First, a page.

Mayuresh Gangal

Research Affiliate, Oceans and Coasts

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M.Sc.

I completed my Masters in Wildlife Biology and Conservation from the National Centre for Biological Sciences Bangalore. I am interested in marine ecosystems and would like to contribute in efforts to conserve them.

My work in Lakshadweep is mainly focused on documenting traditional fishing practices and to understand how they change over time. I also contribute to the research and conservation initiatives of my colleagues in the Lakshadweep islands.

Projects

Grouper faceoff

Aggregating groupers

Documenting and protecting spawning aggregations in the Lakshadweep

Boat 20and 20turtle

Turf Wars

Understanding turtle-fisher conflicts in Lakshadweep seagrass meadows

Publications

  • Poster
    2014
    Responsible Fishing
    Download

    PDF, 3.13 MB

  • Poster
    2014
    Larval connectivity in Lakshadweep
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    PDF, 3.33 MB

  • Poster
    2014
    The life-history of a grouper along a Lakshadweep time-line
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    PDF, 2.79 MB

  • Journal Article
    2012
    Structure and dynamics of South East Indian seagrass meadows across a sediment gradient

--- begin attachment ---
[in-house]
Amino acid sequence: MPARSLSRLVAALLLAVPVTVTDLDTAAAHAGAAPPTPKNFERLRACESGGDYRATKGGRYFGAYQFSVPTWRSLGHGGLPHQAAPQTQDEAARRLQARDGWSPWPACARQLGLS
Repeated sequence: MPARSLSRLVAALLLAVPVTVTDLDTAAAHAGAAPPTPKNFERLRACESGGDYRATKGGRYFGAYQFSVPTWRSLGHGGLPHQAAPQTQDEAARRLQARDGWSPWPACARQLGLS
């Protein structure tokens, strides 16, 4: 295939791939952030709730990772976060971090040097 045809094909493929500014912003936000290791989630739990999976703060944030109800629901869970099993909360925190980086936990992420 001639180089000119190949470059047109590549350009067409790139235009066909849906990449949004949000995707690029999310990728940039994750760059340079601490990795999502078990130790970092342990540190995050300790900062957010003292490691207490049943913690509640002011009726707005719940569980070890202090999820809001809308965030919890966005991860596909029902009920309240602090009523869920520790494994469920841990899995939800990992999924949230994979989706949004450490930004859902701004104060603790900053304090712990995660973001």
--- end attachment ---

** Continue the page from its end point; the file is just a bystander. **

Aquatic Botany, 98 (1): 34-39
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    PDF, 321 KB

    In this study we examine the influence of non-monsoon sediment arrival on the high-diversity SE Indian seagrass meadows of the Palk Bay and the Gulf of Mannar. We used a gradient-based approach to examine the influence of increasing sediment loads on species composition and shoot density. In addition, for the ubiquitous seagrass (Cymodocea serrulata), we tested the influence of sediment on its biomass and productivity. We identified three sites in Palk Bay and four sites in Gulf of Mannar (SE India) along a gradient of sediment input. At each of the seven locations, sediment traps were deployed to measure sedimentation rates. Nine seagrass cores were taken systematically along 50 m transects at a constant sub-tidal depth to measure shoot density and biomass. A few shoots of C. serrulata were marked to estimate the above ground seagrass growth rate. Our results indicate that sedimentation rates that ranged from 8.6 to 62.4 mg DW cm−2 d−1 could not explain species composition of the meadow or shoot density of the observed species. C. serrulata was, by far, the most abundant species and present in all sediment condi- tions. Sedimentation rates did not alter shoot elongation rates in C. serrulata, ranging from 1.54 ± 0.29 SD to 0.25 ± 0.02 SD cm d−1 , but in contrast, increased vertical rhizome elongation rate. This increase was reflected in an increase in below ground biomass along the sediment gradient (R2 = 0.582, p = 0.01). C. serrulata appears to be able to adapt to the sediment dynamics in this area by allocating resources to rhizomes and roots to counteract burial and stabilizing sediments. Given that siltation is one of the most important threats to seagrass meadows, understanding the species-specific adaptive mechanisms of seagrass species in these high-sediment, high diversity South Asian meadows is an important first step in ensuring their long-term survival and functioning

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